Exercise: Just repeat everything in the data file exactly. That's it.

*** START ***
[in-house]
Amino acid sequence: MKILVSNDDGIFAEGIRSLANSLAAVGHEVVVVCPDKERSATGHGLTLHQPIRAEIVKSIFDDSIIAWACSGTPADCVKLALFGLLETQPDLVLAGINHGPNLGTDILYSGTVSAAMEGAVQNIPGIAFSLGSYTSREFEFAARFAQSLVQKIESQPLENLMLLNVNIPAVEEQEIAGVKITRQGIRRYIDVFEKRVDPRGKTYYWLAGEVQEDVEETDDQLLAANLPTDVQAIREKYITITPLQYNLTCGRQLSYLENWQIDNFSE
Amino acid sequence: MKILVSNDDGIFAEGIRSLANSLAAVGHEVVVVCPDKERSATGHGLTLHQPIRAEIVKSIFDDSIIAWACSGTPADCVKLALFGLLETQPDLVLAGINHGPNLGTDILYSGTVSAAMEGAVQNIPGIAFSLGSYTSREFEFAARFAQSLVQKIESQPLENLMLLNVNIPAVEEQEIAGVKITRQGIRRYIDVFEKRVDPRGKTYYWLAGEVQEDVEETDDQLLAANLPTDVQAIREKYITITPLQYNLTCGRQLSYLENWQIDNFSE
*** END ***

[in-house]
Amino acid sequence: MKILVSNDDGIFAEGIRSLANSLAAVGHEVVVVCPDKERSATGHGLTLHQPIRAEIVKSIFDDSIIAWACSGTPADCVKLALFGLLETQPDLVLAGINHGPNLGTDILYSGTVSAAMEGAVQNIPGIAFSLGSYTSREFEFAARFAQSLVQKIESQPLENLMLLNVNIPAVEEQEIAGVKITRQGIRRYIDVFEKRVDPRGKTYYWLAGEVQEDVEETDDQLLAANLPTDVQAIREKYITITPLQYNLTCGRQLSYLENWQIDNFSE
Amino acid sequence: MKILVSNDDGIFAEGIRSLANSLAAVGHEVVVVCPDKERSATGHGLTLHQPIRAEIVKSIFDDSIIAWACSGTPADCVKLALFGLLETQPDLVLAGINHGPNLGTDILYSGTVSAAMEGAVQNIPGIAFSLGSYTSREFEFAARFAQSLVQKIESQPLENLMLLNVNIPAVEEQEIAGVKITRQGIRRYIDVFEKRVDPRGKTYYWLAGEVQEDVEETDDQLLAANLPTDVQAIREKYITITPLQYNLTCGRQLSYLENWQIDNFSE